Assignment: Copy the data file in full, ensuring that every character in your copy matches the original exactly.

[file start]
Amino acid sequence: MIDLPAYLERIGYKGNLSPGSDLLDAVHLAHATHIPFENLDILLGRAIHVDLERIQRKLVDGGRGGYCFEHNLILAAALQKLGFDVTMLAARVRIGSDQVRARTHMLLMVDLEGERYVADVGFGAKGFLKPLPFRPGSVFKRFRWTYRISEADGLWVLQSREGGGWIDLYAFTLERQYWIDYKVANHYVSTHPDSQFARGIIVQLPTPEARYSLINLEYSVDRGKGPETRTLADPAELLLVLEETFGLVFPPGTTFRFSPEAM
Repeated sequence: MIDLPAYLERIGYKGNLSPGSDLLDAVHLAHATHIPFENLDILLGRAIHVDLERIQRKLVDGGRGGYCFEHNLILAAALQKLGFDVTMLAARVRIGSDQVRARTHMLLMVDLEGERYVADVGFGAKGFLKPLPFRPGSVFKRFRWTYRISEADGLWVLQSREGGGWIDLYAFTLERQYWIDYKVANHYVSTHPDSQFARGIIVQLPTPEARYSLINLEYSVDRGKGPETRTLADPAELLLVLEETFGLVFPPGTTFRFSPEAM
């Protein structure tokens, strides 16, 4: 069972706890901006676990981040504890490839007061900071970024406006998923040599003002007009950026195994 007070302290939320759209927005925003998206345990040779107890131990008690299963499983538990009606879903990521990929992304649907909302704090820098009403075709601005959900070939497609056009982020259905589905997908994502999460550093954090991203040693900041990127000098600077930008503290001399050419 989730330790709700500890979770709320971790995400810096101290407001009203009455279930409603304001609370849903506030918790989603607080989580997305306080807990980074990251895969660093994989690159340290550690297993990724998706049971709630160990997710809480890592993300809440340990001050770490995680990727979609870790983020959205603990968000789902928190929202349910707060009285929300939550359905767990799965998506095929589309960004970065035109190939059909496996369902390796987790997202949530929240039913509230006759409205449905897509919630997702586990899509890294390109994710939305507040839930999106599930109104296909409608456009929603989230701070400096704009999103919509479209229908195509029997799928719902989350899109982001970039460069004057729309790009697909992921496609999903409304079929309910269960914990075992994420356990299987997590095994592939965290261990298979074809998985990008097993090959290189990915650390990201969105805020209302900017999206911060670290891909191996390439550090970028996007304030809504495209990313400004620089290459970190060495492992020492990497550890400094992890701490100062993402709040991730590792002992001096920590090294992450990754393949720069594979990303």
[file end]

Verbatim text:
Amino acid sequence: MIDLPAYLERIGYKGNLSPGSDLLDAVHLAHATHIPFENLDILLGRAIHVDLERIQRKLVDGGRGGYCFEHNLILAAALQKLGFDVTMLAARVRIGSDQVRARTHMLLMVDLEGERYVADVGFGAKGFLKPLPFRPGSVFKRFRWTYRISEADGLWVLQSREGGGWIDLYAFTLERQYWIDYKVANHYVSTHPDSQFARGIIVQLPTPEARYSLINLEYSVDRGKGPETRTLADPAELLLVLEETFGLVFPPGTTFRFSPEAM
Repeated sequence: MIDLPAYLERIGYKGNLSPGSDLLDAVHLAHATHIPFENLDILLGRAIHVDLERIQRKLVDGGRGGYCFEHNLILAAALQKLGFDVTMLAARVRIGSDQVRARTHMLLMVDLEGERYVADVGFGAKGFLKPLPFRPGSVFKRFRWTYRISEADGLWVLQSREGGGWIDLYAFTLERQYWIDYKVANHYVSTHPDSQFARGIIVQLPTPEARYSLINLEYSVDRGKGPETRTLADPAELLLVLEETFGLVFPPGTTFRFSPEAM
């Protein structure tokens, strides 16, 4: 069972706890901006676990981040504890490839007061900071970024406006998923040599003002007009950026195994 007070302290939320759209927005925003998206345990040779107890131990008690299963499983538990009606879903990521990929992304649907909302704090820098009403075709601005959900070939497609056009982020259905589905997908994502999460550093954090991203040693900041990127000098600077930008503290001399050419 989730330790709700500890979770709320971790995400810096101290407001009203009455279930409603304001609370849903506030918790989603607080989580997305306080807990980074990251895969660093994989690159340290550690297993990724998706049971709630160990997710809480890592993300809440340990001050770490995680990727979609870790983020959205603990968000789902928190929202349910707060009285929300939550359905767990799965998506095929589309960004970065035109190939059909496996369902390796987790997202949530929240039913509230006759409205449905897509919630997702586990899509890294390109994710939305507040839930999106599930109104296909409608456009929603989230701070400096704009999103919509479209229908195509029997799928719902989350899109982001970039460069004057729309790009697909992921496609999903409304079929309910269960914990075992994420356990299987997590095994592939965290261990298979074809998985990008097993090959290189990915650390990201969105805020209302900017999206911060670290891909191996390439550090970028996007304030809504495209990313400004620089290459970190060495492992020492990497550890400094992890701490100062993402709040991730590792002992001096920590090294992450990754393949720069594979990303």